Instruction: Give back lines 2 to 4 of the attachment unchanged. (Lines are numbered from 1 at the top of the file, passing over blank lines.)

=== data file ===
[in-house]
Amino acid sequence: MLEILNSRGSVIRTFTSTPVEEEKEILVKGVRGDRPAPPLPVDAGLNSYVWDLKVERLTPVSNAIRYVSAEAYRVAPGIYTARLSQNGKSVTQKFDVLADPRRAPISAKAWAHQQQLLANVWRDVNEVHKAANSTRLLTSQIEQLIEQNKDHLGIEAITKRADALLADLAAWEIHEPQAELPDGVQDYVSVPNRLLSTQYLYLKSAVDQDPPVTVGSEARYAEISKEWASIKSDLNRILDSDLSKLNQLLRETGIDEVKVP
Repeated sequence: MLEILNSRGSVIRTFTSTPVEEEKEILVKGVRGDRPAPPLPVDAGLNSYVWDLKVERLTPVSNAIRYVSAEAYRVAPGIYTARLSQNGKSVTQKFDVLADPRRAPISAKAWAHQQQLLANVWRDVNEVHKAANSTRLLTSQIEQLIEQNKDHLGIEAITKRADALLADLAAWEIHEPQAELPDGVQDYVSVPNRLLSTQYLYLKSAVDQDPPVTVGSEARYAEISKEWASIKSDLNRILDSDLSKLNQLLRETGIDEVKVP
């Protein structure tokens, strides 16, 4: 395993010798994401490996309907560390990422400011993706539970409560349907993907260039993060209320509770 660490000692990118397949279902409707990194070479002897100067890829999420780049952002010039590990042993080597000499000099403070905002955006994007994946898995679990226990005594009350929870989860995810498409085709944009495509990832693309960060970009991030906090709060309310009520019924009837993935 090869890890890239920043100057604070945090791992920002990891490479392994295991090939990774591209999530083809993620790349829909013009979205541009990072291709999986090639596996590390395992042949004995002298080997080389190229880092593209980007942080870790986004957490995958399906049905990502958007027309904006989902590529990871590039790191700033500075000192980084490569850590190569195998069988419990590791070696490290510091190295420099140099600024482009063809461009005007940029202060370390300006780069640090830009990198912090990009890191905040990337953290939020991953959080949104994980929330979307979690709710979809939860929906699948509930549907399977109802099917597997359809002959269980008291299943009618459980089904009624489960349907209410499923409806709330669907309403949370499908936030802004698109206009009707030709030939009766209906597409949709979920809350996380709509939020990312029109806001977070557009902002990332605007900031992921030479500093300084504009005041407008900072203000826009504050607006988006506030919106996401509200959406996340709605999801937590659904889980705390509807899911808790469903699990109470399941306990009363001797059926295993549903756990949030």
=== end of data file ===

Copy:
Amino acid sequence: MLEILNSRGSVIRTFTSTPVEEEKEILVKGVRGDRPAPPLPVDAGLNSYVWDLKVERLTPVSNAIRYVSAEAYRVAPGIYTARLSQNGKSVTQKFDVLADPRRAPISAKAWAHQQQLLANVWRDVNEVHKAANSTRLLTSQIEQLIEQNKDHLGIEAITKRADALLADLAAWEIHEPQAELPDGVQDYVSVPNRLLSTQYLYLKSAVDQDPPVTVGSEARYAEISKEWASIKSDLNRILDSDLSKLNQLLRETGIDEVKVP
Repeated sequence: MLEILNSRGSVIRTFTSTPVEEEKEILVKGVRGDRPAPPLPVDAGLNSYVWDLKVERLTPVSNAIRYVSAEAYRVAPGIYTARLSQNGKSVTQKFDVLADPRRAPISAKAWAHQQQLLANVWRDVNEVHKAANSTRLLTSQIEQLIEQNKDHLGIEAITKRADALLADLAAWEIHEPQAELPDGVQDYVSVPNRLLSTQYLYLKSAVDQDPPVTVGSEARYAEISKEWASIKSDLNRILDSDLSKLNQLLRETGIDEVKVP
């Protein structure tokens, strides 16, 4: 395993010798994401490996309907560390990422400011993706539970409560349907993907260039993060209320509770 660490000692990118397949279902409707990194070479002897100067890829999420780049952002010039590990042993080597000499000099403070905002955006994007994946898995679990226990005594009350929870989860995810498409085709944009495509990832693309960060970009991030906090709060309310009520019924009837993935 090869890890890239920043100057604070945090791992920002990891490479392994295991090939990774591209999530083809993620790349829909013009979205541009990072291709999986090639596996590390395992042949004995002298080997080389190229880092593209980007942080870790986004957490995958399906049905990502958007027309904006989902590529990871590039790191700033500075000192980084490569850590190569195998069988419990590791070696490290510091190295420099140099600024482009063809461009005007940029202060370390300006780069640090830009990198912090990009890191905040990337953290939020991953959080949104994980929330979307979690709710979809939860929906699948509930549907399977109802099917597997359809002959269980008291299943009618459980089904009624489960349907209410499923409806709330669907309403949370499908936030802004698109206009009707030709030939009766209906597409949709979920809350996380709509939020990312029109806001977070557009902002990332605007900031992921030479500093300084504009005041407008900072203000826009504050607006988006506030919106996401509200959406996340709605999801937590659904889980705390509807899911808790469903699990109470399941306990009363001797059926295993549903756990949030």